Friday, September 25, 2015

Nevada Education Savings Accounts: 6,000 parents devising 6,000 different ways to teach kids! What could go wrong?

Nevada is a voucher dream come true for conservatives and profit driven privateers a like, who see our kids as exploitable commodities until they're not anymore.

But as a parent, you have to ask, "do you have the time for something this costly, convoluted and crazy?" It's not like you can make up the time if you get it wrong. Oh, and it's costly!!!

Freedom and liberty loving Nevadans can now get their own "education savings account" with $5,700 of taxpayer money in it. Oh, and if the school or customized plan costs more in fees, supplies or transportation, you're on the hook for the rest. Nice...and expensive. 

And what could go wrong giving every parent the power to devise their own educational reform program, mixing and matching classroom time, online courses, home schooling and religious instruction just the way they see fit? 

I'm will enjoy watching all of this unfold from the comfort of Wisconsin, where our state constitution forbids tuition of any kind from being charged in our public schools. I still can't figure out how taxpayer vouchers can be spent at tuition charging private schools, since that turns the voucher into tuition, but that's a whole different topic.

Here's what total privatization looks like, for those who apparently have a whole lot more time than I do staying on top of my own kids, to create their own public school system at home. And you thought making sure they had their homework done was enlightened:    
1. Nevada allows virtually all parents of K-12 students to opt out of public school but use their children’s state education dollars for a customized education, including private or religious schooling, online classes, textbooks, and dual-enrollment college credits.

2. The money goes into an education savings account (ESA), and dollars not spent by the parent in a given year roll over for future spending – until the student finishes high school or opts back into public school.

3. The private and religious schools accepting ESA funds are not prohibited from discriminating based on race, gender or disability ... can use their admissions rules, including competitive pretesting, transcript evaluation and letters of recommendation ... free to select students based on who they decide fit their religious or secular mission, culture and program. Nevada public schools have to educate all children with disabilities and those children whom private and religious schools choose not to admit or decide to remove from school.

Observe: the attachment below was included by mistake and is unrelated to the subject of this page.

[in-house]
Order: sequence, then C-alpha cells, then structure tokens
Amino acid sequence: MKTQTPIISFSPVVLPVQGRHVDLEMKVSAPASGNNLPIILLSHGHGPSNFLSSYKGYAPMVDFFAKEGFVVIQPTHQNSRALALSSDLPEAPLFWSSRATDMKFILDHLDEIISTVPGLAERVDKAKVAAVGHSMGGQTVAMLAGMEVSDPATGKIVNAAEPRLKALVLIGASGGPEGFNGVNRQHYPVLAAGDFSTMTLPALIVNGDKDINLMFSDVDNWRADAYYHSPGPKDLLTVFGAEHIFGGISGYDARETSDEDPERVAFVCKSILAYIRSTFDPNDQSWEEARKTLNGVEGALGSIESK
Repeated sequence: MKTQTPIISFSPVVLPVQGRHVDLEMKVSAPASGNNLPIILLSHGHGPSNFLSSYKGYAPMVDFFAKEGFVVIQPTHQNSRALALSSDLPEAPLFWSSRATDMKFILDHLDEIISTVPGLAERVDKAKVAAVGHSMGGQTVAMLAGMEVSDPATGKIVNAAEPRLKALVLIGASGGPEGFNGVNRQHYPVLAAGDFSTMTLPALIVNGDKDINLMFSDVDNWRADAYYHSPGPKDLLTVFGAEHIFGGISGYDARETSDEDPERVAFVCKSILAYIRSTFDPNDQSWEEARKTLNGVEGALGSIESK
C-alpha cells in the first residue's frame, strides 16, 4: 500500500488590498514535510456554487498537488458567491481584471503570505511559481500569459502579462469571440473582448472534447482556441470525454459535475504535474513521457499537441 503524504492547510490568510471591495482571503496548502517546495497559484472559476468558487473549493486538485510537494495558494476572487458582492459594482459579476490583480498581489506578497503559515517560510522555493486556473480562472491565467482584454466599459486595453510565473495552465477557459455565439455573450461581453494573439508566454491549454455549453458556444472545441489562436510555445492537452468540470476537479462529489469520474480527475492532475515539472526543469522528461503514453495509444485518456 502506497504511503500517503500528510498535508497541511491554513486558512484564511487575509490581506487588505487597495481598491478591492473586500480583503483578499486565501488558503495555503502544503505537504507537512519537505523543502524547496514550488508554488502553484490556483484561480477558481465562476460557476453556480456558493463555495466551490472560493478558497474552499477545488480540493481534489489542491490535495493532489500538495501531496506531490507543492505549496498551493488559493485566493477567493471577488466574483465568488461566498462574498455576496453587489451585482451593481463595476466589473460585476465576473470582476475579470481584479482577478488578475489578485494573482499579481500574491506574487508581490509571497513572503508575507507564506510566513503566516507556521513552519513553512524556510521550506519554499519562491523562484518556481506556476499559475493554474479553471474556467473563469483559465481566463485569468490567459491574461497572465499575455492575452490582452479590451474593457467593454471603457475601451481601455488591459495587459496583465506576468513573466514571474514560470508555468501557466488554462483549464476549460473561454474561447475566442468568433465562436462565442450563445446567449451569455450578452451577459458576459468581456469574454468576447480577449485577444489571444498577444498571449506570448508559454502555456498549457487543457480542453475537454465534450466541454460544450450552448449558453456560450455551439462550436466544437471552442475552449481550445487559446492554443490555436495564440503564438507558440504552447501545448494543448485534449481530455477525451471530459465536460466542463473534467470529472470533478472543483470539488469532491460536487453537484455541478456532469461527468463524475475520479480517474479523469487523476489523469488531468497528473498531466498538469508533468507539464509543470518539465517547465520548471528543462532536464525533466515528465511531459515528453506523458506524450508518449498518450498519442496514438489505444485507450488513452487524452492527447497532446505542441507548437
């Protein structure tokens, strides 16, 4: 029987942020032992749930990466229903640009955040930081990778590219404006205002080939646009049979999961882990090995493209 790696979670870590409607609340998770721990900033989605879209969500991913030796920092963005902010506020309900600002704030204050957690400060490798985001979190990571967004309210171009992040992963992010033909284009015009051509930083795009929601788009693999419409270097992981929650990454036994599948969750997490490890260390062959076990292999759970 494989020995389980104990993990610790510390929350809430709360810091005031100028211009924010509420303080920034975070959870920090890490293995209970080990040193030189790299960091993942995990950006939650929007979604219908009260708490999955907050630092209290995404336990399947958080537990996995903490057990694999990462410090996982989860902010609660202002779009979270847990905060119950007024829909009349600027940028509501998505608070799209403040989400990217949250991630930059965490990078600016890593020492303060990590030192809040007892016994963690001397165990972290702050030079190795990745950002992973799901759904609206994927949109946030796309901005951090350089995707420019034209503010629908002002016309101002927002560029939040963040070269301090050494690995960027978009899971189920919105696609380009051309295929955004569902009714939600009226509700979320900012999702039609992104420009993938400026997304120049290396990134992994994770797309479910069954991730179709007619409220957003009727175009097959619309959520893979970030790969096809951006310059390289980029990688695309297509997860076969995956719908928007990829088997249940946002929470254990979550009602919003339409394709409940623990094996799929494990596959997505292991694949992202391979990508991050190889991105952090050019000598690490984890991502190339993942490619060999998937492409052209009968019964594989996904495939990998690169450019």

4. ESAs are designed to be a “subsidy” by more affluent families who can already afford to send their children to selective private and religious schools. Conversely, ESAs are insufficient for students from low-income families, and those who need more costly English language instruction or special education services.

5. The law offers 100 percent of state funding (about $5,700 annually) for students with disabilities or whose families are below 185 percent of the federal poverty level ... For all others, it offers 90 percent. There is only a handful of private schools in Nevada with tuition low enough to be covered by $5,710.

6. Participants will have to account for expenses and take an annual test in math and English that is nationally norm-referenced, meaning their score can be compared with peers around the country. They need not be comparable to Nevada public school tests.  

7. For parents, the appeal is that they can combine online, private, and even some public courses to tailor an education that suits their child. 
And because the $5,700 may not be enough for most students, parents will "self-ration," to save money, and elected officials don't have to work so hard or take responsibility: 
For state policymakers, it’s attractive because parents are incentivized to spend wisely and carry over savings, and that “puts downward pressure on prices,” says Lindsey Burke, an education policy fellow at the Heritage Foundation, a conservative think tank in Washington. Because the ESA per student amount does not cover the full cost of tuition at private and religious schools, families must have the personal means to cover any remaining tuition. This will also include the cost of fees, uniforms, books, transportation and other expenses associated with private and religious schooling.
But do Americans hate their public schools, or is privatization really about placating a small minority of like minded anti-government voters?
While some opponents might worry about a steady stream of students leaving public schools, that hasn’t been the case in Arizona. Out of about 250,000 students who are eligible, about 1 percent applied for the 2014-15 school year, and currently there are about 1,200 participants, a spokesman for the Arizona Department of Education told the Monitor.
To put even this in perspective:
Lawmakers in nearly two-dozen states have made education savings accounts or private school scholarships available to families. Yet only 350,000 of the 50 million students in the U.S. are participating. (To put this in perspective, imagine you visit the reigning World Series Champions, the San Francisco Giants, for a game this summer and only 290 seats in their 42,000-seat ballpark are filled.)
I mixed and matched stats from these two sources: Christian Science Monitor and DianeRavitch.

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